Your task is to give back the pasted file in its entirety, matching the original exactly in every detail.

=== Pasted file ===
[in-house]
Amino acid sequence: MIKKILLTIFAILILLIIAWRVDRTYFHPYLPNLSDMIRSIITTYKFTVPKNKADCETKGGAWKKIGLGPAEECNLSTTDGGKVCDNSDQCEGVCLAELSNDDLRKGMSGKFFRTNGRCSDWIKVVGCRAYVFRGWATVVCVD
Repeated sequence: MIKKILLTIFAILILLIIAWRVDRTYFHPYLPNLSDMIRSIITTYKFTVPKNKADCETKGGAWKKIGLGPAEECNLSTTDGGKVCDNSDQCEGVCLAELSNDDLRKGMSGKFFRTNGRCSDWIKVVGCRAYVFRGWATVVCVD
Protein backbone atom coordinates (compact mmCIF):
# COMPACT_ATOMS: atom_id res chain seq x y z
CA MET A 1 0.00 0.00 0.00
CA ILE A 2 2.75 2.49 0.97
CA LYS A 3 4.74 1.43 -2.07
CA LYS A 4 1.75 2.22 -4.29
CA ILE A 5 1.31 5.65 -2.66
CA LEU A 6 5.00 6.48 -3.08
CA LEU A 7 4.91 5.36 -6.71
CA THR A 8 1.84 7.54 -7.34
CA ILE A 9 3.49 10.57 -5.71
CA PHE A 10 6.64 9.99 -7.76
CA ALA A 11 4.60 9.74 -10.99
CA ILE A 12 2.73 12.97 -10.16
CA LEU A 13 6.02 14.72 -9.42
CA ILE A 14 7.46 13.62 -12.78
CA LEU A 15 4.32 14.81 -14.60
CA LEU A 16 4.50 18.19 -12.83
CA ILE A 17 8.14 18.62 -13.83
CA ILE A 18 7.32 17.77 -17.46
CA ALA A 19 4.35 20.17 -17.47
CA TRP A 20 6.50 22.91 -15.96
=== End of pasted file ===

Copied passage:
[in-house]
Amino acid sequence: MIKKILLTIFAILILLIIAWRVDRTYFHPYLPNLSDMIRSIITTYKFTVPKNKADCETKGGAWKKIGLGPAEECNLSTTDGGKVCDNSDQCEGVCLAELSNDDLRKGMSGKFFRTNGRCSDWIKVVGCRAYVFRGWATVVCVD
Repeated sequence: MIKKILLTIFAILILLIIAWRVDRTYFHPYLPNLSDMIRSIITTYKFTVPKNKADCETKGGAWKKIGLGPAEECNLSTTDGGKVCDNSDQCEGVCLAELSNDDLRKGMSGKFFRTNGRCSDWIKVVGCRAYVFRGWATVVCVD
Protein backbone atom coordinates (compact mmCIF):
# COMPACT_ATOMS: atom_id res chain seq x y z
CA MET A 1 0.00 0.00 0.00
CA ILE A 2 2.75 2.49 0.97
CA LYS A 3 4.74 1.43 -2.07
CA LYS A 4 1.75 2.22 -4.29
CA ILE A 5 1.31 5.65 -2.66
CA LEU A 6 5.00 6.48 -3.08
CA LEU A 7 4.91 5.36 -6.71
CA THR A 8 1.84 7.54 -7.34
CA ILE A 9 3.49 10.57 -5.71
CA PHE A 10 6.64 9.99 -7.76
CA ALA A 11 4.60 9.74 -10.99
CA ILE A 12 2.73 12.97 -10.16
CA LEU A 13 6.02 14.72 -9.42
CA ILE A 14 7.46 13.62 -12.78
CA LEU A 15 4.32 14.81 -14.60
CA LEU A 16 4.50 18.19 -12.83
CA ILE A 17 8.14 18.62 -13.83
CA ILE A 18 7.32 17.77 -17.46
CA ALA A 19 4.35 20.17 -17.47
CA TRP A 20 6.50 22.91 -15.96